Creating Sustainable Food Systems in the Time of Pandemic

Hope & Main Founder and Public Health Expert Lisa Raiola to teach new course tackling challenges of food production, equity and profitability in time of social distancing

By Public Affairs
Person holding basket of produce

PROVIDENCE, R.I. – With immense pressure on the food industry worldwide, from the evolving impact of climate change to the sudden supply chain disruptions recently caused by the COVID-19 pandemic, we need to reimagine a more sustainable approach to the way we create food systems.

What’s needed most is a blueprint for food industry leaders to navigate these challenges and find solutions. Businesses that survive and thrive throughout and after this pandemic will need to retool and create food systems that have never existed before. A new course offered through University College at Roger Williams University, “Rising to the Challenge of our Urgent Food Future: Disruption, Innovation and Creating Sustainable Food Systems in the Time of Pandemic,” will bring together each of the partners in the food systems to co-create a food future that meets the needs of consumers, businesses and communities.

“The pandemic has accelerated developing trends across many industries, perhaps nowhere as startling as our food systems,” said Lisa Raiola, Hope & Main founder and public health expert who will be teaching the course. “Covid-19 has broken down barriers once thought immovable and laid bare stark inequities in critical aspects of wellness, including access to healthcare and nutritious food sources. In many ways, these seismic disruptions have created radical permissions to re-think and re-invent the new next for the future of food.”

Every stakeholder in the food industry can play a part in creating a sustainable food future. That includes current or potential owners of restaurants or prepared foods companies, farmers, fishermen and aquaculturists, technology professionals looking to innovate in the food space, as well as social service organizations that support food equity.The fully-online course led by Raiola will guide participants to tackle challenges like food production, distribution, consumption, equity, and profitability, both in a time of social distancing and beyond.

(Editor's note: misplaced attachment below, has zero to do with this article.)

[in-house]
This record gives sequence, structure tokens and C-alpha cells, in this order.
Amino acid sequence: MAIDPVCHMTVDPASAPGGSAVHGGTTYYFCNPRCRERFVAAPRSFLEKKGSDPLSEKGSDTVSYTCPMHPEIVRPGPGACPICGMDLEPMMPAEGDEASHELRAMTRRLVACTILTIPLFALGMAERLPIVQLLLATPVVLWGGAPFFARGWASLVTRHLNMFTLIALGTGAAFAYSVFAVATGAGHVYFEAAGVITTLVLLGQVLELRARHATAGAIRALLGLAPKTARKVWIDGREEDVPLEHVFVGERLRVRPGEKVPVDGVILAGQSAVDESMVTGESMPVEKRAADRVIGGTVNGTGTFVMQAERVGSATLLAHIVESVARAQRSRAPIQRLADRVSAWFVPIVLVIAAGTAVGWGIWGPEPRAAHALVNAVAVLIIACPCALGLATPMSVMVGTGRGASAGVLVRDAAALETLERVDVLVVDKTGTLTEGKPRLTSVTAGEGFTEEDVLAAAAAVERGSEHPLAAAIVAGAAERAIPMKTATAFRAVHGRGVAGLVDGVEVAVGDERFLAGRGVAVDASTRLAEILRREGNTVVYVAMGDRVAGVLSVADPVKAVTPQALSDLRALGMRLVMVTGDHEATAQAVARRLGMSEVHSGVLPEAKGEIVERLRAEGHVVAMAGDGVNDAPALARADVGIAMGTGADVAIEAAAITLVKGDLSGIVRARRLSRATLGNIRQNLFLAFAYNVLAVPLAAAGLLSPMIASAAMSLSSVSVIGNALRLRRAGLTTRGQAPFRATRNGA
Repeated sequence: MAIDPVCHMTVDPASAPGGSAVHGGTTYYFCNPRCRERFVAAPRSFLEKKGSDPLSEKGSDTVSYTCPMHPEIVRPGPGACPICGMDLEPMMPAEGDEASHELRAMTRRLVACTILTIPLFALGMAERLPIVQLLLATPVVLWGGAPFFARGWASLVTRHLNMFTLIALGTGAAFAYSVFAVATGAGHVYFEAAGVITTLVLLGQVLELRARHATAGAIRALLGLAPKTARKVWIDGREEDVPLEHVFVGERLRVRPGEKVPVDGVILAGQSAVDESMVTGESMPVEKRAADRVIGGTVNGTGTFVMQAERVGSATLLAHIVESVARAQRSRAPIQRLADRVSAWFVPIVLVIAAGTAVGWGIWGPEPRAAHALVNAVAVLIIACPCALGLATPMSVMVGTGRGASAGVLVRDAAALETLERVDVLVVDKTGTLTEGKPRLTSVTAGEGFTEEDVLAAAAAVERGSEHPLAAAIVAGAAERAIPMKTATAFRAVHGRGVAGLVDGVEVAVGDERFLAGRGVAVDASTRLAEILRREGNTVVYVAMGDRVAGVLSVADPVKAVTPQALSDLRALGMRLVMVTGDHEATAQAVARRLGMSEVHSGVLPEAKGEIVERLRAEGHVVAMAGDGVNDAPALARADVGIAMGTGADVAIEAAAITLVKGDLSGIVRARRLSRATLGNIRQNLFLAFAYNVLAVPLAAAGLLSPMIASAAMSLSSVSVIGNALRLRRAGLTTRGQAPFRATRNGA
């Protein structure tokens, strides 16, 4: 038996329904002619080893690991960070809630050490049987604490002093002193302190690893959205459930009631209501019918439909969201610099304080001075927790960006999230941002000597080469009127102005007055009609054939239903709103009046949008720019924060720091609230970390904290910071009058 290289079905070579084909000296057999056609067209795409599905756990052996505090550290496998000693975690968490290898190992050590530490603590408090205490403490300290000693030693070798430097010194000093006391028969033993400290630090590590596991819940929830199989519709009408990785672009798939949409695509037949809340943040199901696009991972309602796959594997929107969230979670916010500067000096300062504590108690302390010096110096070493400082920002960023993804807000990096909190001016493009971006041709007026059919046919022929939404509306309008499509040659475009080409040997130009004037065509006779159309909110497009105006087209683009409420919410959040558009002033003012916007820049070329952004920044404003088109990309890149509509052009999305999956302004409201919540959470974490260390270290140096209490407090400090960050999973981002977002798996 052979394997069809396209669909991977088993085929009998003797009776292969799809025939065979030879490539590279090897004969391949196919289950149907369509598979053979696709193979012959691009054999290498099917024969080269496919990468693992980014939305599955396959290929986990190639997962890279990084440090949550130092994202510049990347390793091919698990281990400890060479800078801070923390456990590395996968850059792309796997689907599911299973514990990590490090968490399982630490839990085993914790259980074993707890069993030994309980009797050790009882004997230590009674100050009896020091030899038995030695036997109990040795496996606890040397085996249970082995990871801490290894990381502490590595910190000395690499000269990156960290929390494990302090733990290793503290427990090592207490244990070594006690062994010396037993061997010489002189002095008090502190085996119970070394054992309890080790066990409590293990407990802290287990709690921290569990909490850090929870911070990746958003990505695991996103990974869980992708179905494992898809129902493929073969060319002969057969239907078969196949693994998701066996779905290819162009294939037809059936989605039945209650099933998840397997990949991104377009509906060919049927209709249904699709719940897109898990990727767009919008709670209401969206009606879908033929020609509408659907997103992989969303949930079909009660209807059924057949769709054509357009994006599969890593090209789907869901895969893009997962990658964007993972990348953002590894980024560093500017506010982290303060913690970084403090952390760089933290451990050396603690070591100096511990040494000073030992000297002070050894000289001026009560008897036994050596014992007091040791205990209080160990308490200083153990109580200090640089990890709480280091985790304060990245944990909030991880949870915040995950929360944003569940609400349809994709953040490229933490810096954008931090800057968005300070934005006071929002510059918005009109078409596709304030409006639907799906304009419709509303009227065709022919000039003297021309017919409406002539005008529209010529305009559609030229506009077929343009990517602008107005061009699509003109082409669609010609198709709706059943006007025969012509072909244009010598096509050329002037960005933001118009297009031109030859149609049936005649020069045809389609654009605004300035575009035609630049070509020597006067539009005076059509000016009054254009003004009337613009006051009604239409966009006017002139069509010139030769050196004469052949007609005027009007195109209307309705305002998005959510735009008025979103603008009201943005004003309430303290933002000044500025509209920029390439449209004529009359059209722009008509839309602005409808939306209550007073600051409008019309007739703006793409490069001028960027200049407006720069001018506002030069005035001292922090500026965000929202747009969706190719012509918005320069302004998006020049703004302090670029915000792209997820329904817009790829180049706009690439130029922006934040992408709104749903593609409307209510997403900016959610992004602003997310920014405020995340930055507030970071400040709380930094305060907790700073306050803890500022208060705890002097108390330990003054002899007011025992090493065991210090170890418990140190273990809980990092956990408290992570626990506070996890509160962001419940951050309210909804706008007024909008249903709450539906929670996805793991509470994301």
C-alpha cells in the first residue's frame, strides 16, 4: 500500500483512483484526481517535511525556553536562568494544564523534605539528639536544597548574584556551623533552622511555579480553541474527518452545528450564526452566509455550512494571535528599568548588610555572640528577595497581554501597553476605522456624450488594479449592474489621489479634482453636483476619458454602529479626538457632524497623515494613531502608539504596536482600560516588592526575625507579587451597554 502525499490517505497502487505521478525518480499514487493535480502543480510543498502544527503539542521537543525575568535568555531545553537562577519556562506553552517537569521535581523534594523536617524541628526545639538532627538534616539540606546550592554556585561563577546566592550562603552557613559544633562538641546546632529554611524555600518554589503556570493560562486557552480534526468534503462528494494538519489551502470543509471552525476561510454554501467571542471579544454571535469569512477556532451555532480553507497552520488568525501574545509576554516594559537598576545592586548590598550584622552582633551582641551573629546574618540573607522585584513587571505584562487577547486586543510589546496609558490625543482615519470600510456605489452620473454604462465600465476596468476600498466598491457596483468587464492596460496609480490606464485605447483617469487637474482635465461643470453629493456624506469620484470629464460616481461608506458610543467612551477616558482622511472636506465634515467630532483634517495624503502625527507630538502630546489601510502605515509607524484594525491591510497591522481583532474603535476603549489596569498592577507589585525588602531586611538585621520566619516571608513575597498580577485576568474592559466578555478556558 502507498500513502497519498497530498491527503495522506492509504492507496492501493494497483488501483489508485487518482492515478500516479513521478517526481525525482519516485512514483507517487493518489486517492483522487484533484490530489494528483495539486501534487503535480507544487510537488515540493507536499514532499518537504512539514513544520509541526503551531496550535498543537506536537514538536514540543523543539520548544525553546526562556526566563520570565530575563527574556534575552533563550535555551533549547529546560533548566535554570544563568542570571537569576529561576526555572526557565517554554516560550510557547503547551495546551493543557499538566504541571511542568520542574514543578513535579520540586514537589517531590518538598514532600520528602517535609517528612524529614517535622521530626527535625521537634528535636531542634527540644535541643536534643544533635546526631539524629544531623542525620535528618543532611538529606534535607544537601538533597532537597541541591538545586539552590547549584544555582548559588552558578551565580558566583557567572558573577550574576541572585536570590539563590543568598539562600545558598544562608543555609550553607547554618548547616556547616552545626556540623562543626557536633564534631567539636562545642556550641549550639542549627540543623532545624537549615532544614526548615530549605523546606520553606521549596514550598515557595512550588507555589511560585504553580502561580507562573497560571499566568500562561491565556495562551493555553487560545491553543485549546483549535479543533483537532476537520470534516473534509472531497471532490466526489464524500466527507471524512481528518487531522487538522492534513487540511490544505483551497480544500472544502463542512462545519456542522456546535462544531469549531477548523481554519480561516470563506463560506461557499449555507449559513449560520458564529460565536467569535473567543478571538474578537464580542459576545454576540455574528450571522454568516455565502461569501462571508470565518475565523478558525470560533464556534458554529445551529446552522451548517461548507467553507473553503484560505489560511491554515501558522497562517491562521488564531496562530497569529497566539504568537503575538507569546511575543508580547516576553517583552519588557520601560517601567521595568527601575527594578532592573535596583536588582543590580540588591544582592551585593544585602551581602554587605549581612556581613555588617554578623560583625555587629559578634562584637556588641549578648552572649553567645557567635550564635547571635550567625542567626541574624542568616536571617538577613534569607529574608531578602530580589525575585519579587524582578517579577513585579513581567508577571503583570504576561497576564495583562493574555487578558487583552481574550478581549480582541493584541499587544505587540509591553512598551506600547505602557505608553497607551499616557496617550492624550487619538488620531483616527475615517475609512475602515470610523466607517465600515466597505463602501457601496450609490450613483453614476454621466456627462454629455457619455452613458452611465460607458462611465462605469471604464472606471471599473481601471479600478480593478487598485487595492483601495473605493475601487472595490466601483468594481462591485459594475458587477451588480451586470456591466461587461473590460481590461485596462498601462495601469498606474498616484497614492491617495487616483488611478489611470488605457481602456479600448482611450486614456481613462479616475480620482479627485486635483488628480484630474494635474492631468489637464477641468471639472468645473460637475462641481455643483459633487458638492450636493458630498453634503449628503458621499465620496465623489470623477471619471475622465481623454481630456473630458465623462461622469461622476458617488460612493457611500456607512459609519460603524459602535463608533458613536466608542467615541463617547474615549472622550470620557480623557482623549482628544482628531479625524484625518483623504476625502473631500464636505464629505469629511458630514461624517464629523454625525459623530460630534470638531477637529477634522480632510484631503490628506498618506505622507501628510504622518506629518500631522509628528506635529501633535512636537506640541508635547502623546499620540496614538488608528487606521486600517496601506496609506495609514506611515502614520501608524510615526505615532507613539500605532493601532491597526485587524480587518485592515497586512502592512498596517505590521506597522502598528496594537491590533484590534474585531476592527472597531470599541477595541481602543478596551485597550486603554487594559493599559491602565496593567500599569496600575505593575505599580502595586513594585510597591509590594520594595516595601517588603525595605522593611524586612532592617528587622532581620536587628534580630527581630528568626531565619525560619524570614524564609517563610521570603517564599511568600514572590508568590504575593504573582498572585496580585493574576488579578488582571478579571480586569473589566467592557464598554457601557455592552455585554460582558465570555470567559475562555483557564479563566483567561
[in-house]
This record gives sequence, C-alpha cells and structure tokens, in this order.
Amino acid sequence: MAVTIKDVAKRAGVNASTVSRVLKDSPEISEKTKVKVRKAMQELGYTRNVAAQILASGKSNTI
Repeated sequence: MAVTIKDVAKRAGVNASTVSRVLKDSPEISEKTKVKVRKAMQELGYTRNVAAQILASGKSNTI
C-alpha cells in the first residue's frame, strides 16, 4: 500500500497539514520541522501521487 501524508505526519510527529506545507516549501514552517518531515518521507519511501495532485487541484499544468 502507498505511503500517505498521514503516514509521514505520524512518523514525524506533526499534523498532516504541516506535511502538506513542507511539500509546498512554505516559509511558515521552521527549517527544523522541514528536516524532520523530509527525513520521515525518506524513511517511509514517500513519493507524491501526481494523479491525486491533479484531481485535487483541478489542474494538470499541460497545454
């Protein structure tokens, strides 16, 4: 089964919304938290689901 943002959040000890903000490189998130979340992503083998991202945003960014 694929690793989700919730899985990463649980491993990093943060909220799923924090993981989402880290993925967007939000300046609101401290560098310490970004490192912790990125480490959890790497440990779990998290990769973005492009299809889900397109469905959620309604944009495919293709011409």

A leading entrepreneur in the food industry, Raiola has helped launch 250 food- and beverage-related businesses through Hope & Main’s innovative programming since 2014. She serves on the Foundation Board of the Specialty Food Association, and has helped dozens of aspiring entrepreneurs to build successful food-related for-profit and social ventures over the past decade. With her unique experience in entrepreneurship, small business assistance, food systems expertise, as well as public health and public/ private financing, she has played an important role in shaping local food systems in Rhode Island and the region. 

Over five weeks, the course includes two weekly virtual class meetings with a cohort of participants to foster collaboration and innovation. Participants also work on projects independently or in partnership with other members of the course. The course begins on June 29, 2020 and costs$375.

For more information on this course, visit: www.rwu.edu/go/sustainable-food-future

Rising to the Challenge of our Urgent Food Future: Disruption, Innovation and Creating Sustainable Food Systems in the Time of Pandemic
Date: June 29, 2020; fully online
Cost: $375